As a single charge to our state and national governments:
In the odd moments that youngsters choose, for parents, we do not explain the technicalities of the English language, neither can we always explain the fine points of ethical, moral and religious concepts. We do not take history or science from the classroom to make either part of private, occasional evening, weekend or holiday intrusion.
If these fine points, including values, are treated as afterthought the youngster is justified in considering the issues unimportant. There is a major chasm between youngsters choosing to do either right or wrong in not knowing the difference.
If a youngster decided not to learn about English or history or science, there isn’t a well-organized informal alternative instruction system, possibly harmful, within our society to mislead them. Many alternatives, often greatly promoted, some harmful, do exist in our cultures for ethical, moral and/or religious issues.
With respect to the teaching of moral values, social responsibility and/or historical concepts in a non-religious atmosphere, a religious atmosphere or any other atmosphere, the diversity of our nation requires accommodation.
Each parent should have a practical and effective, free and unhindered choice of atmosphere in which he would expose his children to these issues as part of their complete education. Additionally, if our young truly want to misbehave, we can’t hire enough police to stop them.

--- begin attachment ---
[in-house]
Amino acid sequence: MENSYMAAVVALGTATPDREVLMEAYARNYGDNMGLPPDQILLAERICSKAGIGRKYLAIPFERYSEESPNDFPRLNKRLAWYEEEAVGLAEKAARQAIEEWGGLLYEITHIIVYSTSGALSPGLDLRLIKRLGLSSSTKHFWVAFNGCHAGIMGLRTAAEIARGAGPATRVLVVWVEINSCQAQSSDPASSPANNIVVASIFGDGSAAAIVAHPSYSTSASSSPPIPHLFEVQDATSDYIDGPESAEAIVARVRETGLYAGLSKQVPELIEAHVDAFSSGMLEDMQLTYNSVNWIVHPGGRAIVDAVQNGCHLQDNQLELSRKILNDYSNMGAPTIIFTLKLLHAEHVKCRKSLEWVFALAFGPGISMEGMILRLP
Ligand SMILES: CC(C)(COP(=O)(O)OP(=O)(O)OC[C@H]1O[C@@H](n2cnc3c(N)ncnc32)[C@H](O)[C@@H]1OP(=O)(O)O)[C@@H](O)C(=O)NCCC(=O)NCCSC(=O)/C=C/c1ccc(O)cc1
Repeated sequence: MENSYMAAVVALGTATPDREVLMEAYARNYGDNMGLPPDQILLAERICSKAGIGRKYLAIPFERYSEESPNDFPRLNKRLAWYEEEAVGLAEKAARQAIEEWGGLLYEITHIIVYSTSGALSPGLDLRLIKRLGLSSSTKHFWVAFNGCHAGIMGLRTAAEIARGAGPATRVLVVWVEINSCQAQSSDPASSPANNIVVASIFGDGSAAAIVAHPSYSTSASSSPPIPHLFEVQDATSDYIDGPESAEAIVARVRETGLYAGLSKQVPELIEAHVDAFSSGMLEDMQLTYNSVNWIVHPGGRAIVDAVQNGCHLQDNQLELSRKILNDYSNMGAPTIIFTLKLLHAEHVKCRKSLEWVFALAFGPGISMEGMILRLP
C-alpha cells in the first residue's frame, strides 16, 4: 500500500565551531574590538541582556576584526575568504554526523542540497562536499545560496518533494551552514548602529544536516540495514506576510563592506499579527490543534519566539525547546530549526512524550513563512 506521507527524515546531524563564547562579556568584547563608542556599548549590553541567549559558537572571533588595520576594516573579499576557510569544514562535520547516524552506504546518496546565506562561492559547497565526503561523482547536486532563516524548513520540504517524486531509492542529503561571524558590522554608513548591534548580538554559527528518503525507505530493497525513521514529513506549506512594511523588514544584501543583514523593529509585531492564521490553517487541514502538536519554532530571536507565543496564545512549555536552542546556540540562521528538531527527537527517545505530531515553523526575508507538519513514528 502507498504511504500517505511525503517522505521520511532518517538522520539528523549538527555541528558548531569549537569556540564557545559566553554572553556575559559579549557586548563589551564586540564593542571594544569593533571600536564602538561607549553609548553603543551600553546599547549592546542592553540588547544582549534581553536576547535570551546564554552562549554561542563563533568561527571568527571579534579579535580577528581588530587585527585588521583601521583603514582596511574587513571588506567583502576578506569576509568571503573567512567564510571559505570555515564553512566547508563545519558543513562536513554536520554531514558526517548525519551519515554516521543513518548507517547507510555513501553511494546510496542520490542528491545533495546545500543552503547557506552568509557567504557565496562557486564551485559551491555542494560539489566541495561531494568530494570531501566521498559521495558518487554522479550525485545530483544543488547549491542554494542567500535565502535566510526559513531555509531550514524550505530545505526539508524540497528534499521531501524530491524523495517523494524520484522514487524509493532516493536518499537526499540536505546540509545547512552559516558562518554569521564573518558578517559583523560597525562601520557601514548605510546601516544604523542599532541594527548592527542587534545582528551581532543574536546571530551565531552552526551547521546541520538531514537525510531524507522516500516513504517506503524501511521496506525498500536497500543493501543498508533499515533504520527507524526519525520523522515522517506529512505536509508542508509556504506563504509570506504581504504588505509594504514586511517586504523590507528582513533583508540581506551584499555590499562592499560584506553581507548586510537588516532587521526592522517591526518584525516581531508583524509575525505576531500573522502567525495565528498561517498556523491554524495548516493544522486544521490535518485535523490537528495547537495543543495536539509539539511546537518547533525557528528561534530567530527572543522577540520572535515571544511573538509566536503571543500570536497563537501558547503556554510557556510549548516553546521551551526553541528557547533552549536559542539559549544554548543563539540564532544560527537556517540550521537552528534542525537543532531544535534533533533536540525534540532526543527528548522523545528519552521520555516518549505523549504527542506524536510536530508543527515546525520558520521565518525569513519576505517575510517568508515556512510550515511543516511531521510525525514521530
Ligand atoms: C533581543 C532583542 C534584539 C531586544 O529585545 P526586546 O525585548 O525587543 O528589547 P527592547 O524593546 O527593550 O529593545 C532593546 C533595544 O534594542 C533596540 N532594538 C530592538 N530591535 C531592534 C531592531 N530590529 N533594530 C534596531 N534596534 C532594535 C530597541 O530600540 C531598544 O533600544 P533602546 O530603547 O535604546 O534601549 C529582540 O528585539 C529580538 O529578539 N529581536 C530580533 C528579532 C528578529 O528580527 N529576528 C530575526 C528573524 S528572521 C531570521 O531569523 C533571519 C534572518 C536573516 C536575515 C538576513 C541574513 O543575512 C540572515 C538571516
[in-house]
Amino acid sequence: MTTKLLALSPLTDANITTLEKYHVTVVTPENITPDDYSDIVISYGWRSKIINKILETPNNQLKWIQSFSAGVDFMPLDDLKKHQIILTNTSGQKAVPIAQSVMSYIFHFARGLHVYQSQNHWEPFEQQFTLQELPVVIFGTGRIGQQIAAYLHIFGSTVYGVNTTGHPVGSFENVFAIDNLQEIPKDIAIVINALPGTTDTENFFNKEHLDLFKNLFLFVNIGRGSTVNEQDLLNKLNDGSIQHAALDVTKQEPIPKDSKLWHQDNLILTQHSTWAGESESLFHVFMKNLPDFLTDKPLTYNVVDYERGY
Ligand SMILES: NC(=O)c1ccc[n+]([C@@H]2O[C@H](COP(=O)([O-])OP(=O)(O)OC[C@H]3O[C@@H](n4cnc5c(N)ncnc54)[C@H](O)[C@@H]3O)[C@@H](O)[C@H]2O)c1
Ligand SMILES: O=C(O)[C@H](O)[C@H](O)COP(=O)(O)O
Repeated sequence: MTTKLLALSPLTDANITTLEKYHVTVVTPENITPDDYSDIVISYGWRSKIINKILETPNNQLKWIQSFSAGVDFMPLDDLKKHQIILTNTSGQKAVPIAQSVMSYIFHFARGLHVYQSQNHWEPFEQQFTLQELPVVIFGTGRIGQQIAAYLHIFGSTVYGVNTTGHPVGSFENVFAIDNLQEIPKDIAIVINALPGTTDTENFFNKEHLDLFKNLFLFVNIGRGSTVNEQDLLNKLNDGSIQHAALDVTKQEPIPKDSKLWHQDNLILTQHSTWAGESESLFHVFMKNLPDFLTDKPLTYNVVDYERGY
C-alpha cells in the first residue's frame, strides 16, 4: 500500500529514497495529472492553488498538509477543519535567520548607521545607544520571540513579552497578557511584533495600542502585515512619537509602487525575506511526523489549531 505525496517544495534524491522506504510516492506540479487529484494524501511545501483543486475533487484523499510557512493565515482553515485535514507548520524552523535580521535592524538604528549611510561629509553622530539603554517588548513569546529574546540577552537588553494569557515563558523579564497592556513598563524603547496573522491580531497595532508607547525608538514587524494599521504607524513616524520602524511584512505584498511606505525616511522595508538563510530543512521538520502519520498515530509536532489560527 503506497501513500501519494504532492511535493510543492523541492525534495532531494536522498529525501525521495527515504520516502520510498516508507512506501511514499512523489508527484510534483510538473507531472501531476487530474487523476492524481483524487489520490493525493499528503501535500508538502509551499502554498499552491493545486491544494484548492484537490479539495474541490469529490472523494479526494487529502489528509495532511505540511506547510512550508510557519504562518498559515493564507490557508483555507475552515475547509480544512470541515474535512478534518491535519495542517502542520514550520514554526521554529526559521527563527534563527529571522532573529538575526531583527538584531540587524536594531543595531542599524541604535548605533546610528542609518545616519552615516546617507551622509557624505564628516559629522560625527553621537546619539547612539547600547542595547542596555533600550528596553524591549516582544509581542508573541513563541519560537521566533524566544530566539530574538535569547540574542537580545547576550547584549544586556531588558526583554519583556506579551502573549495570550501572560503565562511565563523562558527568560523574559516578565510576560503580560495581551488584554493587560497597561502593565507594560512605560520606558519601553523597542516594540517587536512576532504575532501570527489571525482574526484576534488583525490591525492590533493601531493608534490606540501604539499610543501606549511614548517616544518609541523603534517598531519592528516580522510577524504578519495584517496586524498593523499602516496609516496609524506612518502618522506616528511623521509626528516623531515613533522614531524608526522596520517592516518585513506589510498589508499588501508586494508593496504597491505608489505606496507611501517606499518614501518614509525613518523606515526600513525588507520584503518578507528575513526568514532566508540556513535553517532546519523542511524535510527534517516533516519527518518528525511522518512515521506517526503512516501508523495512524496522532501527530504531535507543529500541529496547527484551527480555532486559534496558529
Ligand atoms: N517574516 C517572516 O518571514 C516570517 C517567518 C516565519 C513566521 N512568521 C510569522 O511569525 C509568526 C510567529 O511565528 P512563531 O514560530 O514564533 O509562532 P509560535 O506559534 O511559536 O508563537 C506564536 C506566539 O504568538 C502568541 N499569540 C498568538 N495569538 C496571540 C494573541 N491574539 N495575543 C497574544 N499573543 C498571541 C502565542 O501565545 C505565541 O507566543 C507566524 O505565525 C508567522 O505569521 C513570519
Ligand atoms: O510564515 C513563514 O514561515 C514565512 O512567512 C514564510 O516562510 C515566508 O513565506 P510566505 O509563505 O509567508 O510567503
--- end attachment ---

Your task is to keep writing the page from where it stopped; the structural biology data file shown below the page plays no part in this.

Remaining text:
The only real practical solution for our children lies in their “self-policing” for their own benefit via an understood, consistent values system — whatever that system’s base. We have to have citizens who understand that self-policing” of one’s behavior is a very beneficial part of our existence.
Thus, I would urge our governments to work out a way for us to provide a moral and ethical component, supplementing the secular parts of our children’s and out youngsters’ educations. These are very important and we ignore them at our peril.
About 200 years ago, Horace Mann covered these issues in his book The Republic and the School, the Education of Free Men; his thoughts are one place to start a conversation.
James L. Keen